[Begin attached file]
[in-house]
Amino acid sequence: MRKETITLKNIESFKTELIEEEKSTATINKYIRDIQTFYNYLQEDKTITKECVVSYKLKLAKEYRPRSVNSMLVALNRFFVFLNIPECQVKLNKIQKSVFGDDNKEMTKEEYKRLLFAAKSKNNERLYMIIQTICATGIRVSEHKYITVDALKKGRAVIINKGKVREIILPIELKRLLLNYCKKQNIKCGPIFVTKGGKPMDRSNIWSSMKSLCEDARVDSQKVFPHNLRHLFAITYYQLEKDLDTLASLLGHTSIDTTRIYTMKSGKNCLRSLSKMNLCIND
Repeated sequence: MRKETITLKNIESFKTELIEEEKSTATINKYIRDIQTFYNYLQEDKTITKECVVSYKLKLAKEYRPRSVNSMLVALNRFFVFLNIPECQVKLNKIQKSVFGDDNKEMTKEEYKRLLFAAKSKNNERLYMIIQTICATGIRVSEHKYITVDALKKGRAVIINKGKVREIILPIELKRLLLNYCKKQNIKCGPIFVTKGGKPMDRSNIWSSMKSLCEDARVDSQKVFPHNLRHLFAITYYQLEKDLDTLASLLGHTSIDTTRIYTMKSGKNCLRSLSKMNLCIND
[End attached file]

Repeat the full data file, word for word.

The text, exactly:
[in-house]
Amino acid sequence: MRKETITLKNIESFKTELIEEEKSTATINKYIRDIQTFYNYLQEDKTITKECVVSYKLKLAKEYRPRSVNSMLVALNRFFVFLNIPECQVKLNKIQKSVFGDDNKEMTKEEYKRLLFAAKSKNNERLYMIIQTICATGIRVSEHKYITVDALKKGRAVIINKGKVREIILPIELKRLLLNYCKKQNIKCGPIFVTKGGKPMDRSNIWSSMKSLCEDARVDSQKVFPHNLRHLFAITYYQLEKDLDTLASLLGHTSIDTTRIYTMKSGKNCLRSLSKMNLCIND
Repeated sequence: MRKETITLKNIESFKTELIEEEKSTATINKYIRDIQTFYNYLQEDKTITKECVVSYKLKLAKEYRPRSVNSMLVALNRFFVFLNIPECQVKLNKIQKSVFGDDNKEMTKEEYKRLLFAAKSKNNERLYMIIQTICATGIRVSEHKYITVDALKKGRAVIINKGKVREIILPIELKRLLLNYCKKQNIKCGPIFVTKGGKPMDRSNIWSSMKSLCEDARVDSQKVFPHNLRHLFAITYYQLEKDLDTLASLLGHTSIDTTRIYTMKSGKNCLRSLSKMNLCIND